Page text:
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with-love-7-19-16-1Most of the time I can fake my way through life, convincing strangers that I am a fully functioning adult. That is, until a situation arises that I should be able to maneuver with ease, and I realize I have no idea what I am doing. Like unclogging a toilet or cooking a steak. Those things are hard to fake.

Here are a few other parts of adult life that challenge me:

Domestic Parts. I never have the right kitchen tools. My mother-in-law has come to my house on numerous occasions and been appalled that I didn’t have a proper potato peeler or that I am missing the ¾ measuring cup. (I am a firm believer that estimation is a proper cooking technique. Besides, why do you need a ¾ measuring cup? Can’t you just fill the one cup three quarters full?) I am also unable to keep my sink clean or scrub toilets on a regular basis. I cannot for the life of me figure out how real adults have clean bathrooms every day.

Lady Parts. How is it that I can be thirty-six years old and still have no idea when my period is going to start? And what is the deal with Softcups? How could I be so uneducated about the newest in period paraphernalia? Not to mention that for the life of me I cannot find a bra that actually fits. I mean seriously, after nursing three babies, I have resorted to buying bras in the kids’ section of Target. Nothing says I have this woman thing nailed down quite like bubble gum-pink bras with the word “sassy” printed on them.

Friend Parts. I try really hard to be a great friend, but sometimes I am mystified by adults who can plan dinner parties and manage to look fantastic, while they mingle with every guest for just the right amount of time. Cut to me: I forget to text people back. I have small, undetectable panic attacks when someone calls, because I am secretly terrified of awkward phone conversations. On the other hand, I am an awesome gift giver . . . but will most likely give it to you weeks after your birthday.

Mom Parts. Twelve years into this mom gig and I wish I could tell you that I have it mastered, but I don’t. I compare myself with other moms and feel bad for my kids that I don’t cut their sandwiches into butterfly shapes or make them pancakes every morning. Last year I sent my daughter to school dressed for pajama day, only to find out that pajama day was the following day. Not to mention that there was one month where we frequented Urgent Care four times in four weeks for two sets of stitches (head and chin), one broken arm (aggressive capture-the-flag injury), and one concussion (playground fail). Try explaining that to your pediatrician.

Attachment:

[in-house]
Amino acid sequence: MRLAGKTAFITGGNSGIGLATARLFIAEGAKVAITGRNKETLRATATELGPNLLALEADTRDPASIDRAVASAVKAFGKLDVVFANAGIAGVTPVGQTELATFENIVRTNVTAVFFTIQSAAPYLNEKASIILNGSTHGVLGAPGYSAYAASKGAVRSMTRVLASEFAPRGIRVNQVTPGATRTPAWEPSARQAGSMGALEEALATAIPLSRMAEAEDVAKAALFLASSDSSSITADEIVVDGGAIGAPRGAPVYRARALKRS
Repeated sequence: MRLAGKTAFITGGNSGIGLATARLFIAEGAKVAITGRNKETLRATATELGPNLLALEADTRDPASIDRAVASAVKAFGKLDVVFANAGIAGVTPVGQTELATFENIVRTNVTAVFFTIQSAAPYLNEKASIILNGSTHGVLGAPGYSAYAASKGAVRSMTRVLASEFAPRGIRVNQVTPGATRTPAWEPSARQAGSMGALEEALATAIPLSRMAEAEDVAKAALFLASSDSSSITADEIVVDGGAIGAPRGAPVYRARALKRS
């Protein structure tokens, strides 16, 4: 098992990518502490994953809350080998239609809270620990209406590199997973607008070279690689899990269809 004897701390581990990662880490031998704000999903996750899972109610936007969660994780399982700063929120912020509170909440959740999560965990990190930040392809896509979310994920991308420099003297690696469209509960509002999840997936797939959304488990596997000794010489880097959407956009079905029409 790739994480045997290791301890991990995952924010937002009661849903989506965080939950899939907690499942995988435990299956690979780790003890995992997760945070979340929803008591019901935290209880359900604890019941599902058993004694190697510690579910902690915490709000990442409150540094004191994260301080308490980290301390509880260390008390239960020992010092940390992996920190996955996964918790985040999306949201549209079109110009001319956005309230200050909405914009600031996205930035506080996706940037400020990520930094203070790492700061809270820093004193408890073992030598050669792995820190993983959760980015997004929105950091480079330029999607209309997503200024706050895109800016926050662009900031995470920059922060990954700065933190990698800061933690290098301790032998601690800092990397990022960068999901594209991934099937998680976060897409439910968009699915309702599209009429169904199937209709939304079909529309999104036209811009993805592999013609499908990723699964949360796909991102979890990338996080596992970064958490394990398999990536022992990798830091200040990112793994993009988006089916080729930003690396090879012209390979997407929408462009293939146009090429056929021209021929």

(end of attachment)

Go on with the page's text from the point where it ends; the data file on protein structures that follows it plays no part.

But here is the rest of the truth: I am really good at snuggling. I make amazing hot chocolate, and I will do cartwheels in the front yard for hours. I don’t do chore charts, and my little tribe isn’t perfectly behaved, but we love each other like crazy. And my one saving grace, the thing that keeps my head above water in the mom department, and for that matter, in every department in my life, are my friends. Especially the ones who say, “Me too.” Friends who assure me that hiding in the bathroom to eat the last brownie without having to share is something we’ve all done. And two things I know for sure about being an adult friend: showing up is the most important thing you can do for someone, and taking your friend’s kids for a night will endear you to her forever.

Could it be that the greatest myth of adulthood is that we should be able to do everything on our own? I think that if we can do this thing together, I just might have a chance.

mandy-updated-pictureAs President and CEO of MOPS international, Mandy represents the mothering voice of the 100,000 member mothering organization. Before joining MOPS International, Mandy was a preaching pastor at MOSAIC in Southern California. She is widely accepted as a relationship expert, and has been featured on MSN,, and Fox. Mandy speaks to national and international audiences on the topics of Mothering, Leadership Development and Cultural Trends.

She and her husband are in the throes of raising three young kids to be adventurous, tender-hearted world changers. Look for her first book, Starry-Eyed coming Spring 2016.

Enter to win Starry-Eyed, Mandy’s new book, and get a chance to read it before everyone else does! Starry-Eyed officially released August 30, 2016.


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